Jacob Schwart, a high school teacher, is fleeing Nazi Germany with his pregnant wife, Anna, and their two sons, Herschel and August, in 1936. The family has just arrived in the United States after crossing the Atlantic. Anna gives birth to a girl, Rebecca, aboard the ocean liner while it is docked in a New York harbor.
The family’s hope for a new and happy life is quickly dashed, as this land of promise falls short of their dreams. Jobs are scarce, and attitudes toward newly arrived immigrants are hostile. The intellectual Jacob is forced to take what is available: a position as a cemetery caretaker and gravedigger. The loss in status, from respected academic to menial laborer, brings his children ridicule and changes the personalities of all the family members. Jacob becomes hard and violent, Anna weak and withdrawn. August, or Gus, takes to his room and his studies, and Herschel becomes a bully and a troublemaker.
The children of a father in such an ignoble, albeit important, occupation are naturals for taunts, and they also are stigmatized as Krauts, Jews, and supposed Nazis. As the outside world grows uglier, the family starts feeding on itself. Herschel is slightly deranged. He is a wastrel who is close to acting on his incestuous feelings for his sister. Gus is oblivious. Only Rachel shows promise with her mental acumen. Her spelling skills win her a dictionary that she treasures, even though it is inscribed with her name misspelled. Jacob begins to buckle under the labor-intensive work and, eventually, Herschel drops out of school to begrudgingly help his father.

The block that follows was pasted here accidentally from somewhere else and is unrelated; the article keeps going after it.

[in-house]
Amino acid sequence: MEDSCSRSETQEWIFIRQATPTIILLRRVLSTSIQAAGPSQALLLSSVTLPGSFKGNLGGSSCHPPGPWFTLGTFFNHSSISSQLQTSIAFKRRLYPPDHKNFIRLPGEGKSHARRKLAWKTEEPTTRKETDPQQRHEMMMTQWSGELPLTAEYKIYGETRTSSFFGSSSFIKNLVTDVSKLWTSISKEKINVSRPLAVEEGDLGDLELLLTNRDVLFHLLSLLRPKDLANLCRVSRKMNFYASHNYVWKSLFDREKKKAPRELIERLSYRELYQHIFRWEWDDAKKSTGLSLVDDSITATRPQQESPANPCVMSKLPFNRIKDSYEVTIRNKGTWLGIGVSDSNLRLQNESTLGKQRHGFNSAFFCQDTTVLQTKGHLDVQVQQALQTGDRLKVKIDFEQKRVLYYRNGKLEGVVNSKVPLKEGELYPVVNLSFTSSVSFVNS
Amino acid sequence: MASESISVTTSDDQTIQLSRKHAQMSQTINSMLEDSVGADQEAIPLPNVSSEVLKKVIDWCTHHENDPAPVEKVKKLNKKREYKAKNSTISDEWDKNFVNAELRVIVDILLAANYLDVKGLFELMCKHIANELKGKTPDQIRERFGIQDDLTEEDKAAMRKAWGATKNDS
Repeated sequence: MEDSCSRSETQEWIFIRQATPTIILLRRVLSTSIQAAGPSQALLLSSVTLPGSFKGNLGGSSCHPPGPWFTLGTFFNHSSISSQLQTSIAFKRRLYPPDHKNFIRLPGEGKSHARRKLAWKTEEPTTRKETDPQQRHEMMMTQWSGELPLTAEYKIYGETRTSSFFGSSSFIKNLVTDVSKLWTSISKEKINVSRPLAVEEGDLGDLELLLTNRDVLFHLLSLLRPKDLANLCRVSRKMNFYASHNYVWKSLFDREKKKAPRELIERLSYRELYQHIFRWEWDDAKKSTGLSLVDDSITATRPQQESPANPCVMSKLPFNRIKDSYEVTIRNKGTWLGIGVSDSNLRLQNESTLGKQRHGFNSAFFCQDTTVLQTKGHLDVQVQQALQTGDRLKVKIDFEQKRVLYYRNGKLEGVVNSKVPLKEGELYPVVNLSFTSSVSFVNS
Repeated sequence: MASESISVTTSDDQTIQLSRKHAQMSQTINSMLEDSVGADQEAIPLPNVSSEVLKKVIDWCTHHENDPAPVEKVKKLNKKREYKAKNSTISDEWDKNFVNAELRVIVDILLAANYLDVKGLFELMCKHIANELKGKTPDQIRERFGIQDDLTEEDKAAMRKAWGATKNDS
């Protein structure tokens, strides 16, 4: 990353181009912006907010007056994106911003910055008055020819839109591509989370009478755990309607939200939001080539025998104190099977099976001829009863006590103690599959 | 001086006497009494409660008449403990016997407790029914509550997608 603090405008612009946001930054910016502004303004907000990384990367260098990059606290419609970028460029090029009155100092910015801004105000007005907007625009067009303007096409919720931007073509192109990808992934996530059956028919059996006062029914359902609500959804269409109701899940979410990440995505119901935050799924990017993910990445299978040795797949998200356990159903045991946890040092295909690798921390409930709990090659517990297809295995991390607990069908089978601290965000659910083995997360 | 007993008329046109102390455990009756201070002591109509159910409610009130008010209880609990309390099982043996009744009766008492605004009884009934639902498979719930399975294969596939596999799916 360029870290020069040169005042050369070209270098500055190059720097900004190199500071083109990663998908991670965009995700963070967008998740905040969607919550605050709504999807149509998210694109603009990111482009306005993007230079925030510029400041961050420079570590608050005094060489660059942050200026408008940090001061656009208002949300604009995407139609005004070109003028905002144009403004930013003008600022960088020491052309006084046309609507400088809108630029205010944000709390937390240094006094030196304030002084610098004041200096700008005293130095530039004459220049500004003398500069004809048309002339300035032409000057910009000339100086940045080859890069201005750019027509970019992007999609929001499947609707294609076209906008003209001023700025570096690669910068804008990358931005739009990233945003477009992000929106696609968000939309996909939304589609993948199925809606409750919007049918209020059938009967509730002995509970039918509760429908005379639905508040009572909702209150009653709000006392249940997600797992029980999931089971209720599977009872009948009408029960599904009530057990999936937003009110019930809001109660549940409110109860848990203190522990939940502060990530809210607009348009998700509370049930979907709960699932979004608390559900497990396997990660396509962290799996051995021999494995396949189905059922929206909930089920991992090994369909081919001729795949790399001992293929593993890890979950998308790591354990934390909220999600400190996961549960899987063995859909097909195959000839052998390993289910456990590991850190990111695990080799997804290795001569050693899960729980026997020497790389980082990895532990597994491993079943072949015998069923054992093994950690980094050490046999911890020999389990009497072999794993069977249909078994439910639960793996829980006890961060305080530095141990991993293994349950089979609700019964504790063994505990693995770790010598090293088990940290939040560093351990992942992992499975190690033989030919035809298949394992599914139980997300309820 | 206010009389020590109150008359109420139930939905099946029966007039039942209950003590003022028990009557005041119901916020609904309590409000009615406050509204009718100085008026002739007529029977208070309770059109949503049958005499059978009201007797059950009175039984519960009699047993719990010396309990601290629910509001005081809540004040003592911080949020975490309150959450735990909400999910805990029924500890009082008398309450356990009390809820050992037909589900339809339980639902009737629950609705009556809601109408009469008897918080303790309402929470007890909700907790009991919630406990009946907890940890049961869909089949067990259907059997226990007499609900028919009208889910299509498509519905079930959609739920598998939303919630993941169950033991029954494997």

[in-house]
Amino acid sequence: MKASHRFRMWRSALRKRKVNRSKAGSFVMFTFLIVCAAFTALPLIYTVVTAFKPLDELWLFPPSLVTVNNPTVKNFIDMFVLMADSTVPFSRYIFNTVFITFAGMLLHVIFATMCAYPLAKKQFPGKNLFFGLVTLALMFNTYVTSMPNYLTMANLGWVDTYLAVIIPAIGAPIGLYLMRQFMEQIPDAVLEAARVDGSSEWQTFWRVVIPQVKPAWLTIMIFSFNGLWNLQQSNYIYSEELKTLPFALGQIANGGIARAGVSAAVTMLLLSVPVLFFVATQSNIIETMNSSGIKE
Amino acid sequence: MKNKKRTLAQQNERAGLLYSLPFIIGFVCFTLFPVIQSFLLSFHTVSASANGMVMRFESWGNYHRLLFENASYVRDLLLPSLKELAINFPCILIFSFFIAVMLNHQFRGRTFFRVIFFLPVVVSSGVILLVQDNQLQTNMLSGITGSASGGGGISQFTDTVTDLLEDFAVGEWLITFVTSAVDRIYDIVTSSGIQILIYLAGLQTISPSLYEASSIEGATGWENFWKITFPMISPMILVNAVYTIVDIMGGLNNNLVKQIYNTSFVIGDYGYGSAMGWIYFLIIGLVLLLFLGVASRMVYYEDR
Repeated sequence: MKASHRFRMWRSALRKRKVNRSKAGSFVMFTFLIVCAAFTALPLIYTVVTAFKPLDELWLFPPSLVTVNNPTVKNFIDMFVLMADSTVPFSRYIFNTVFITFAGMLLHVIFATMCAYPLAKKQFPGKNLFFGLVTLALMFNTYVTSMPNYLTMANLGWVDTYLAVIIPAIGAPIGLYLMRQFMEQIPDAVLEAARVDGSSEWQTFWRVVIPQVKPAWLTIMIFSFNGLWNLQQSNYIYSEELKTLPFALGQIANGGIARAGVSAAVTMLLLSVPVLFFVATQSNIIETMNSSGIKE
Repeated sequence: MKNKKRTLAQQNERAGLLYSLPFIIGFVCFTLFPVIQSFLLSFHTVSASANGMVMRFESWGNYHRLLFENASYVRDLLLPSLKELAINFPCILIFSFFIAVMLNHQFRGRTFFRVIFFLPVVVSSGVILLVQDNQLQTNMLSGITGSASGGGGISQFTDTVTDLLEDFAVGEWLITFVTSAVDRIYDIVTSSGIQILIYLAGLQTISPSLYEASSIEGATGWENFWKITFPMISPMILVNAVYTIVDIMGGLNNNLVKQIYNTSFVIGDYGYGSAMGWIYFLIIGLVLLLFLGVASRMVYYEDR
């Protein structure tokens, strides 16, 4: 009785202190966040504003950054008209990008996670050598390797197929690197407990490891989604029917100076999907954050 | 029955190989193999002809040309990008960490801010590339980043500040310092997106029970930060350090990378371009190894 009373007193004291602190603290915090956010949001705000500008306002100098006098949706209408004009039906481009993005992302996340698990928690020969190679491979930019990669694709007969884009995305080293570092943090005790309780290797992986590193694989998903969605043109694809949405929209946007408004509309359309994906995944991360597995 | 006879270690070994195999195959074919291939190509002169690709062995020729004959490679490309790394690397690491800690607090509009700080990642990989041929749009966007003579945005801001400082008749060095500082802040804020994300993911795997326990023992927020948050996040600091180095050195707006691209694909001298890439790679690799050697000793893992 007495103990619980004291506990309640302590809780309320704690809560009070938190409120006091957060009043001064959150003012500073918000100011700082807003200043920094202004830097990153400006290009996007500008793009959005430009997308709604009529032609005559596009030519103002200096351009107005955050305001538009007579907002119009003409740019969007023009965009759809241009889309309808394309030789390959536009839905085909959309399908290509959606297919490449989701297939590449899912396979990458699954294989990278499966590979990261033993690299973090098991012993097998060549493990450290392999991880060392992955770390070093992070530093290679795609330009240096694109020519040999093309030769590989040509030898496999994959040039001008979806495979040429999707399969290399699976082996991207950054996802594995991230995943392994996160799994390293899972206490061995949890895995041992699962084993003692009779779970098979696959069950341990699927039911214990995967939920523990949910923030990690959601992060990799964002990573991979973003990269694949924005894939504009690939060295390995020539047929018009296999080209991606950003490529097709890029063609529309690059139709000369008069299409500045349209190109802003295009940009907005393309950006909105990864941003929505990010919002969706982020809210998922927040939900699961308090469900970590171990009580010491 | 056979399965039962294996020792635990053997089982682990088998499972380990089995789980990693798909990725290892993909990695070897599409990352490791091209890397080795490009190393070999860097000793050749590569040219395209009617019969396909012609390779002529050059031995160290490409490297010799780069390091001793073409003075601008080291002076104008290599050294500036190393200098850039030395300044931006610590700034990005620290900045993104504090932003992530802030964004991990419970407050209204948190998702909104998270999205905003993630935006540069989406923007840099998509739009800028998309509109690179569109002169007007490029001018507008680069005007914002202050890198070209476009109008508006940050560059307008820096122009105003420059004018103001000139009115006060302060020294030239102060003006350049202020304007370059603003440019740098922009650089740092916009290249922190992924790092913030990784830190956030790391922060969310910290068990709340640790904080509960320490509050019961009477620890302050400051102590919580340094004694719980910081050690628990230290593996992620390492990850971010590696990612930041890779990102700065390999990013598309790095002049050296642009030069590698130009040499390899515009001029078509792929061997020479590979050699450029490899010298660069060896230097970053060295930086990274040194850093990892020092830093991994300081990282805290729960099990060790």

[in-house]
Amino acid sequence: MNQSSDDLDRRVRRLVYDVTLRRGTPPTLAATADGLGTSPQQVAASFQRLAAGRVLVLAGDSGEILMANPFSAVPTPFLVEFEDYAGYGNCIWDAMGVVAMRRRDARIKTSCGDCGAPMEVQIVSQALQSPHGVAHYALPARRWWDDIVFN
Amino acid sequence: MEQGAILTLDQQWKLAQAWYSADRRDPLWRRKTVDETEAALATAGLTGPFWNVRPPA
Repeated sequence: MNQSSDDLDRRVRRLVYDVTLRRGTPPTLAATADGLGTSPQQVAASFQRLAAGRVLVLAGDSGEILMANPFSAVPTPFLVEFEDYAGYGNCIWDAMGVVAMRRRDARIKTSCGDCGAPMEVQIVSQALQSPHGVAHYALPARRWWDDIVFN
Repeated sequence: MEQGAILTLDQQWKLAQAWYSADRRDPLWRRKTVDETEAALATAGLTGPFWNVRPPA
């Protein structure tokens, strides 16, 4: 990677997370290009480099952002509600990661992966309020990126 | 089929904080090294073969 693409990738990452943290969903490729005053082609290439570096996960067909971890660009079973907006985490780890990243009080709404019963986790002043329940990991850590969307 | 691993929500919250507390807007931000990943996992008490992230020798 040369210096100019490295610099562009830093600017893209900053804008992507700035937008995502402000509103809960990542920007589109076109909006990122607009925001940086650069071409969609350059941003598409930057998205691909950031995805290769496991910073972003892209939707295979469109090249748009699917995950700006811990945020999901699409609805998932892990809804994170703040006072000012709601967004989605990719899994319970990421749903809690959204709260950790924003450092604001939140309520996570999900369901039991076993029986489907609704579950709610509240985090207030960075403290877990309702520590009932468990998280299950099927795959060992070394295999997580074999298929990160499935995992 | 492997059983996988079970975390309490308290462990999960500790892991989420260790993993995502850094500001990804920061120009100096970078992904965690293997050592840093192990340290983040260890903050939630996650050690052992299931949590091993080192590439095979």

The children face constant abuse in school. Anna turns to her home for refuge, seldom going outside. Jacob is scorned, isolated, and ridiculed. The extent of the hatred the family has incurred is most evident at Halloween, when grave stones are broken and defaced with swastikas. There is no recovering from this outrage. Jacob grows more sullen daily, eventually turning from a gentle scholar into a man of violence. Rebecca returns from school one day to find her mother dead in a pool of blood, her father madly railing about with his shotgun. He turns the weapon on the frightened child but then says that she will survive because she was born on American soil. He turns the barrel and shoots himself in the face, splattering blood, bone, and brain on Rebecca. So begins Rebecca’s journey to womanhood.
In the meantime, Gus has fled, and...
(The entire section is 1000 words.)